Local health departments are now reintroducing inspections on processed meat in night markets and steakhouses to see if their products are labelled correctly, according to Chiang Yu-mei (姜郁美), acting director for the Food and Drug Administration (FDA) yesterday.
Chiang continued by saying that if any meat product is found to be mislabeled, local health departments will demand that the sellers correct the mistakes immediately.
Based on research conducted by Kuomintang (KMT) lawmakers, few restaurants properly label their processed meat products. Since processed meat needs to be cooked thoroughly to guarantee consumers' safety, the KMT lawmakers fear that many consumers may be getting undercooked meat.
In addition, KMT lawmaker Wu Yu-jen (吳育仁) expressed his concern over the issue, saying that many consumers may be unaware that they are being served processed meat. Considering the cost of a real cut of steak, it is questionable for all-you-can-eat barbecue restaurants to launch the NT$700 (S$30) per person sets so commonly seen around the nation.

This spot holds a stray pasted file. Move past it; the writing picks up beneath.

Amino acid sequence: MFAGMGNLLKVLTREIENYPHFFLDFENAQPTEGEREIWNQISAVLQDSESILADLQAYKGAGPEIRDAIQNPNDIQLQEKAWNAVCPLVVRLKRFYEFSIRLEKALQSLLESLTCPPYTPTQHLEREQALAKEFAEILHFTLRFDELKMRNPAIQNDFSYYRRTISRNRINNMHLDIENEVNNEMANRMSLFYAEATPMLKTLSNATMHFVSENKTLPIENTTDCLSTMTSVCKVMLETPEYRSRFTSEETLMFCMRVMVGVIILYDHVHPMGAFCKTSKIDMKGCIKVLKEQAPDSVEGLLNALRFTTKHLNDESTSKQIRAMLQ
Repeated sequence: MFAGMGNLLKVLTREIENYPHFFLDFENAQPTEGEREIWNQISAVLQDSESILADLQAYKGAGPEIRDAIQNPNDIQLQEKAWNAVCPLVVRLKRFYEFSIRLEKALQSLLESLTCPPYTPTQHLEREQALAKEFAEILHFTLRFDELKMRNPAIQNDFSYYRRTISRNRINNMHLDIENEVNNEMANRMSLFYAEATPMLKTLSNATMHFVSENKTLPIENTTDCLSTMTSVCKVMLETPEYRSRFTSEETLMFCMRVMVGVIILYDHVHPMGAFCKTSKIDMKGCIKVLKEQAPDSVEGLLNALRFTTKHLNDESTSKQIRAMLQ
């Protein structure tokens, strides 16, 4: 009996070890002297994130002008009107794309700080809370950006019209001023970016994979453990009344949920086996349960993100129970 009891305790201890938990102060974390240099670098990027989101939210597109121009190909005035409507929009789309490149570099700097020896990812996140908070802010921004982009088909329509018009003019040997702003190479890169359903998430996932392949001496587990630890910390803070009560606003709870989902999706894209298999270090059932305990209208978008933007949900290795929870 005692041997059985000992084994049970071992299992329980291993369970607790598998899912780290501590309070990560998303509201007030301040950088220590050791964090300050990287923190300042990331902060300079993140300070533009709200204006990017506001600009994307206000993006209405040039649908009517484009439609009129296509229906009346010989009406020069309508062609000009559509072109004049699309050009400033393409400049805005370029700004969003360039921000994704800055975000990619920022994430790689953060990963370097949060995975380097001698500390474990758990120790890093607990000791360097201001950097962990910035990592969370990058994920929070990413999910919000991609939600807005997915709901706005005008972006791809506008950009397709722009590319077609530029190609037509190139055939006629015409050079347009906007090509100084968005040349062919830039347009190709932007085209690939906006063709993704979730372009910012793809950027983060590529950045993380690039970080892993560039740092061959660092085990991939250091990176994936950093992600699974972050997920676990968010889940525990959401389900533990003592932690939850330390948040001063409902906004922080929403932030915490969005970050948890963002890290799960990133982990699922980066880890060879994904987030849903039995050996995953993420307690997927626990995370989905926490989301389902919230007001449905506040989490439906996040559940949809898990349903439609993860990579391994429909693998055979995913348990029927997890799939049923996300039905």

KMT lawmakers stated that they will propose an amendment to force restaurants to mark their meat products correctly and to tell the consumers if they are using processed meat instead of original cuts.
In addition, KMT lawmakers also said that the amendments will include punishments for violating the regulation.
Chiang emphasised that since 2004, the central government has been reminding local health departments and restaurants that it is essential to cook processed meat completely in order to rid the products of harmful bacteria.
Currently, companies that sell improperly labelled packaged processed meat can face a fine from NT$40,000 to NT$4 million.
According to Chiang, the government has not authority to force restaurants to properly label processed meat. However, once the proposed amendments are passed, the government will punish all sellers who violate this rule.